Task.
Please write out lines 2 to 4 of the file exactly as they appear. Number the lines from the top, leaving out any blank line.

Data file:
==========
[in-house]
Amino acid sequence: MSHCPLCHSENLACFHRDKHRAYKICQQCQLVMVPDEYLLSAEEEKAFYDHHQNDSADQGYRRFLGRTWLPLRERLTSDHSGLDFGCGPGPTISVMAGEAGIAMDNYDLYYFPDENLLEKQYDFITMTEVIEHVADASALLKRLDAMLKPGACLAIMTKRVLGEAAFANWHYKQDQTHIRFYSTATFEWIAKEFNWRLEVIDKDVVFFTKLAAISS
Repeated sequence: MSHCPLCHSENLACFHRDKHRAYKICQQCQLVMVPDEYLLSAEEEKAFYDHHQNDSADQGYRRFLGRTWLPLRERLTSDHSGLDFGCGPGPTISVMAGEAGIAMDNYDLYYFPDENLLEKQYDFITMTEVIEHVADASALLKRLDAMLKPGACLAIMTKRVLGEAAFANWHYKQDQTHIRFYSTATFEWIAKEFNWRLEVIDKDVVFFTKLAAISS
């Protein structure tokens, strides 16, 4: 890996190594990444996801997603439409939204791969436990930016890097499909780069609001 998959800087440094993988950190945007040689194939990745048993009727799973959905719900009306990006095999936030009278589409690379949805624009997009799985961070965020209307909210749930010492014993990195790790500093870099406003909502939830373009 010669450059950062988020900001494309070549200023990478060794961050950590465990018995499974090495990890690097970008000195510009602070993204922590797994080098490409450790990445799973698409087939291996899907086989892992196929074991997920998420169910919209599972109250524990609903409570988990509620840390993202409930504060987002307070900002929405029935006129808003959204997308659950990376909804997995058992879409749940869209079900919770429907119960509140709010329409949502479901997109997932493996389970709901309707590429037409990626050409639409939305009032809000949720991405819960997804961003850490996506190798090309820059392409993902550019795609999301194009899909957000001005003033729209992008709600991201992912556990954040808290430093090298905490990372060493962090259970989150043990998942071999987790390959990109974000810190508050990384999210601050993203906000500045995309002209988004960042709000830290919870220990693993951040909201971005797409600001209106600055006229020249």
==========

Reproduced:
Amino acid sequence: MSHCPLCHSENLACFHRDKHRAYKICQQCQLVMVPDEYLLSAEEEKAFYDHHQNDSADQGYRRFLGRTWLPLRERLTSDHSGLDFGCGPGPTISVMAGEAGIAMDNYDLYYFPDENLLEKQYDFITMTEVIEHVADASALLKRLDAMLKPGACLAIMTKRVLGEAAFANWHYKQDQTHIRFYSTATFEWIAKEFNWRLEVIDKDVVFFTKLAAISS
Repeated sequence: MSHCPLCHSENLACFHRDKHRAYKICQQCQLVMVPDEYLLSAEEEKAFYDHHQNDSADQGYRRFLGRTWLPLRERLTSDHSGLDFGCGPGPTISVMAGEAGIAMDNYDLYYFPDENLLEKQYDFITMTEVIEHVADASALLKRLDAMLKPGACLAIMTKRVLGEAAFANWHYKQDQTHIRFYSTATFEWIAKEFNWRLEVIDKDVVFFTKLAAISS
């Protein structure tokens, strides 16, 4: 890996190594990444996801997603439409939204791969436990930016890097499909780069609001 998959800087440094993988950190945007040689194939990745048993009727799973959905719900009306990006095999936030009278589409690379949805624009997009799985961070965020209307909210749930010492014993990195790790500093870099406003909502939830373009 010669450059950062988020900001494309070549200023990478060794961050950590465990018995499974090495990890690097970008000195510009602070993204922590797994080098490409450790990445799973698409087939291996899907086989892992196929074991997920998420169910919209599972109250524990609903409570988990509620840390993202409930504060987002307070900002929405029935006129808003959204997308659950990376909804997995058992879409749940869209079900919770429907119960509140709010329409949502479901997109997932493996389970709901309707590429037409990626050409639409939305009032809000949720991405819960997804961003850490996506190798090309820059392409993902550019795609999301194009899909957000001005003033729209992008709600991201992912556990954040808290430093090298905490990372060493962090259970989150043990998942071999987790390959990109974000810190508050990384999210601050993203906000500045995309002209988004960042709000830290919870220990693993951040909201971005797409600001209106600055006229020249």